When the emergency room team saw his condition, they went into action. They quickly did a CT scan, which showed some old dried blood and fresh bleeding. The neurosurgeon was called immediately. The emergency room doctor told me that sometimes the blood could be reabsorbed into the brain, but other times brain surgery would be necessary.
As I looked at Matt lying so helpless and still on the emergency room bed, I felt in my heart that he was dying. I kissed him several times on the forehead and stroked his hair as I thought to myself, “This is not the way I expected Matt’s life to end.” I was not overcome with sorrow, but I was overcome with gratitude. I felt grateful that I had been able to be Matt’s mom for twenty-four years. I felt grateful that I was having a chance to have a few minutes to say good bye to him—unlike when my son Jonathan died seven years earlier. I felt grateful that I was at a point in my life where I could honestly say to my Heavenly Father, “Thy will be done.” All I could feel was willing acceptance. I started thinking about where we should bury Matt. Should we bury him next to his brother, Jonathan, in Boise where we were living when Jonathan died, or should we bury him in the Powell cemetery near Cody, Wyoming, next to his Aunt Linda?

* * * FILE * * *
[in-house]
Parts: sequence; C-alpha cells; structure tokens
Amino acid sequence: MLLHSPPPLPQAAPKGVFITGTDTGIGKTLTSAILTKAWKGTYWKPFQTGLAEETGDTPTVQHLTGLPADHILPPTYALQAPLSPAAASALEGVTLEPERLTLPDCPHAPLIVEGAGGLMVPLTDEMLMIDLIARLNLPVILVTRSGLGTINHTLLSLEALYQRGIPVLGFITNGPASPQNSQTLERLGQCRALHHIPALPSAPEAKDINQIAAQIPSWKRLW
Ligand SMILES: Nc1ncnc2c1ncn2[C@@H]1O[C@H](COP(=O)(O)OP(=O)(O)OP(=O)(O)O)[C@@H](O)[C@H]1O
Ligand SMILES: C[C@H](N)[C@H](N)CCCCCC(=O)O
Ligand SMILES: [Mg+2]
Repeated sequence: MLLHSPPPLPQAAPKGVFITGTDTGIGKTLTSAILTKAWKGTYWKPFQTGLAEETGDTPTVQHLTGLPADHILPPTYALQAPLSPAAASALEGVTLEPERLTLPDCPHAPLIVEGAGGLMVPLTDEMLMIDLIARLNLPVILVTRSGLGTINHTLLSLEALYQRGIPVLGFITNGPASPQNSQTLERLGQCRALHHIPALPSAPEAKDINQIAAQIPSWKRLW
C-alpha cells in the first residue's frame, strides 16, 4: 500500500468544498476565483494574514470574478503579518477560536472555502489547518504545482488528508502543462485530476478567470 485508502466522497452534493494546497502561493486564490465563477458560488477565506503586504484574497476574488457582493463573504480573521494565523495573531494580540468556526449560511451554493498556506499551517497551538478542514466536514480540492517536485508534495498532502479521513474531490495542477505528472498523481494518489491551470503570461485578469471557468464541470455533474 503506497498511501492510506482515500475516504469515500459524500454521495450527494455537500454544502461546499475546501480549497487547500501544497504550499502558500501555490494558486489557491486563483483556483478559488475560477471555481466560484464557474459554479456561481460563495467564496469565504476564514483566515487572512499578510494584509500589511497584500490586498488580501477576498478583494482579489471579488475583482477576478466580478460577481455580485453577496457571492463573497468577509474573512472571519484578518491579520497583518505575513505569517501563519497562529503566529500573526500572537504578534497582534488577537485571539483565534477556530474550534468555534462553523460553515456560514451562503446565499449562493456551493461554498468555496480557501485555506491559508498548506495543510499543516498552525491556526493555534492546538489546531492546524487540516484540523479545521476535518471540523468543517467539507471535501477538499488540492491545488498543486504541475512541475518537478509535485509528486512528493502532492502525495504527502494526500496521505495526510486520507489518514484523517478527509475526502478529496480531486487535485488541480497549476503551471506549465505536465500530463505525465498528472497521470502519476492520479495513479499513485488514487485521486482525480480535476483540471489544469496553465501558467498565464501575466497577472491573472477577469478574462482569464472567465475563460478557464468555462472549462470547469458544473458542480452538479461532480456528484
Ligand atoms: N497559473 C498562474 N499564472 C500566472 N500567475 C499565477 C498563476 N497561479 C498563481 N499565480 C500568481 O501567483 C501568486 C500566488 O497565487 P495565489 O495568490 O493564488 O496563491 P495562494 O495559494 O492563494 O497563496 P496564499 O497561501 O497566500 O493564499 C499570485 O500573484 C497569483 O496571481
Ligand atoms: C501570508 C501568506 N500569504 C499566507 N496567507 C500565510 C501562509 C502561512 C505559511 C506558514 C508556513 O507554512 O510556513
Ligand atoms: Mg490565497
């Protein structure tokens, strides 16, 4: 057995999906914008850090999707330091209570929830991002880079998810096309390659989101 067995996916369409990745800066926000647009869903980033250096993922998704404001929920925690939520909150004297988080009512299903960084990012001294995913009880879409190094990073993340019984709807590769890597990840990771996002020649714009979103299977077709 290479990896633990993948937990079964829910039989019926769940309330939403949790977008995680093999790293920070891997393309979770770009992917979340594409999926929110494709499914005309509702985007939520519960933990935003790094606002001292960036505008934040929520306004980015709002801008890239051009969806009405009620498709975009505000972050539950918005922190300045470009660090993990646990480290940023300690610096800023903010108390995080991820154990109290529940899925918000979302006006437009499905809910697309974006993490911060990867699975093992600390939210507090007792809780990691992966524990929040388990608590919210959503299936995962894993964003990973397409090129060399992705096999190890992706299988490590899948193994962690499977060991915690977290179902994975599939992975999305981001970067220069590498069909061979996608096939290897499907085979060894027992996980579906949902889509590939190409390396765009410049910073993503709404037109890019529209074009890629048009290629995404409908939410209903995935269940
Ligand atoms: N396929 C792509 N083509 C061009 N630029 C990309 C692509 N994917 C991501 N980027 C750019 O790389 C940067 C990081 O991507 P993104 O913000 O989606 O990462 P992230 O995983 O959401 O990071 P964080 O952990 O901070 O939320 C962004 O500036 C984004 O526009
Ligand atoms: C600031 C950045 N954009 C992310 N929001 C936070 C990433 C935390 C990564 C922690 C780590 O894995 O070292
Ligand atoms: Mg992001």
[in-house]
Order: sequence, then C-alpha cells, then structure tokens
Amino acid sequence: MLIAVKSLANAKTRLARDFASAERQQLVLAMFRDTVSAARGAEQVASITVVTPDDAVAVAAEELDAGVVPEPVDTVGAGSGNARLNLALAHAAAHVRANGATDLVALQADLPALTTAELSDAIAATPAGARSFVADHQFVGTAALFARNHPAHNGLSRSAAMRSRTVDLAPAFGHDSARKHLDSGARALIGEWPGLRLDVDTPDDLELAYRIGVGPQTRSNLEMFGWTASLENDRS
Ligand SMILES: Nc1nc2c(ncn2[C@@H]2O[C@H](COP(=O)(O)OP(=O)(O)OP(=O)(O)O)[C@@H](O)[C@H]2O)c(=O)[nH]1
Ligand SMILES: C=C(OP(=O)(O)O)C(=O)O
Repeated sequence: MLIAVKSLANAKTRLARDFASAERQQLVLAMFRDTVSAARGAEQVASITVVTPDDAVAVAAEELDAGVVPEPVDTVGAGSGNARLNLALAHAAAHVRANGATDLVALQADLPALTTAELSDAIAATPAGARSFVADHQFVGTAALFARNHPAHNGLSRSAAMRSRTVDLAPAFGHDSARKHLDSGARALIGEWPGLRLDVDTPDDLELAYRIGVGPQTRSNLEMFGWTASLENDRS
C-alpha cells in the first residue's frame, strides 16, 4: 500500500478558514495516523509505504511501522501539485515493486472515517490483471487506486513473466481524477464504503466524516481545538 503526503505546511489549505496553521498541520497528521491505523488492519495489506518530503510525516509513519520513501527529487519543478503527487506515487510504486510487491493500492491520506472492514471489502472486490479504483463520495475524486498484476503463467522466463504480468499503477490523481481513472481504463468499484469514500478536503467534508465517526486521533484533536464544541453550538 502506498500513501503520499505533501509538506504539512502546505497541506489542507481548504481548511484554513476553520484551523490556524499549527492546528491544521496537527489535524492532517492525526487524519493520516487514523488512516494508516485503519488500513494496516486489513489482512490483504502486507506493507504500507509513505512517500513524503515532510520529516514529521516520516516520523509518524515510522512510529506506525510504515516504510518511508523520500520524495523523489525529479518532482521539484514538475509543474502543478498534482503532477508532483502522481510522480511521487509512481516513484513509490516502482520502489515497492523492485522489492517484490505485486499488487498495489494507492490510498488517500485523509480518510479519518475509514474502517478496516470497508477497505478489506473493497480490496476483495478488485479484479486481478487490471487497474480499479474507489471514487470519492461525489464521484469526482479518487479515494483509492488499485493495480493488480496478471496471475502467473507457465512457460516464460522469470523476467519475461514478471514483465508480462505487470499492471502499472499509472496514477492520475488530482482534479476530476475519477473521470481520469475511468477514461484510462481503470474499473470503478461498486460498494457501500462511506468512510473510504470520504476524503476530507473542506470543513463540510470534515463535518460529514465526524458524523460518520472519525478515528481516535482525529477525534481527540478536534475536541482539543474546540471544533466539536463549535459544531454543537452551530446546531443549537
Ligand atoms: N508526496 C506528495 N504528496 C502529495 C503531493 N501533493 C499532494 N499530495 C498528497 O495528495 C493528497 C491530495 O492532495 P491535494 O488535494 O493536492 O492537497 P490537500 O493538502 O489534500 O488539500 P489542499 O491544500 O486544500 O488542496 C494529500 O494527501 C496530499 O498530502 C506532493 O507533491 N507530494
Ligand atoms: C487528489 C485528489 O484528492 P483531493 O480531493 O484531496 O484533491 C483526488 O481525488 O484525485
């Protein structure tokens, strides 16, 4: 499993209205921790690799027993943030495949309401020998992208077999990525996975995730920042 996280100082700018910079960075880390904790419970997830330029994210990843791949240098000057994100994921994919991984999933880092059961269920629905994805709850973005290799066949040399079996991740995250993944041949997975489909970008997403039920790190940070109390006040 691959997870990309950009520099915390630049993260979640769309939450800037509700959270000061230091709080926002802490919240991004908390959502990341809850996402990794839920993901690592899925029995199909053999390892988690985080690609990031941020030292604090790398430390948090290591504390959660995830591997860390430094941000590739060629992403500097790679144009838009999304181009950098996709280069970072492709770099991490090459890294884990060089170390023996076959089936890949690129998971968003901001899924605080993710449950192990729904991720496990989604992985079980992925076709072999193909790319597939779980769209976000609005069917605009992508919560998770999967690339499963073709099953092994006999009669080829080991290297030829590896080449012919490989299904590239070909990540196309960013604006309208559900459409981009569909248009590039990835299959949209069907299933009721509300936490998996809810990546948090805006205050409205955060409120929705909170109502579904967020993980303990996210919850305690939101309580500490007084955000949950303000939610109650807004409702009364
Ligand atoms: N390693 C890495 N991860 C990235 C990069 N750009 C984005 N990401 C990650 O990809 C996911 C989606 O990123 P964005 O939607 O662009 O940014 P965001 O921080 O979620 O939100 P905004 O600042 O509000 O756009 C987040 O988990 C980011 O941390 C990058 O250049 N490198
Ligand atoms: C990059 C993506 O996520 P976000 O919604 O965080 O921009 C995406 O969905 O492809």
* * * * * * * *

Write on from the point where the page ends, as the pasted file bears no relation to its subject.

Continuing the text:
When the neurosurgeon arrived, he quickly looked at the CT Scan with me and said very seriously and emphatically, “You have no option. Either I do brain surgery right now or your son will be dead tonight.”
I immediately signed the necessary paperwork.
I called David, who was still in San Antonio, and told him what was happening with Matt. Rebekah’s husband Doug had many family members that lived in Idaho Falls, so Doug immediately called his brother-in-law, Bryce, and asked if he would come to the emergency room and give Matt a Priesthood blessing. I’ve always taken comfort in the scripture in the New Testament which says, “Is any sick among you? let him call for the elders of the church; and let them pray over him, anointing him with oil in the name of the Lord” (James 5:14). I have always had great faith in the power of Priesthood blessings. The previous Sunday at church, I had taught my class of eight-year-olds a lesson about the restoration of the Priesthood to the earth. Little did I know that I would be in such desperate need for Priesthood power by the end of the week.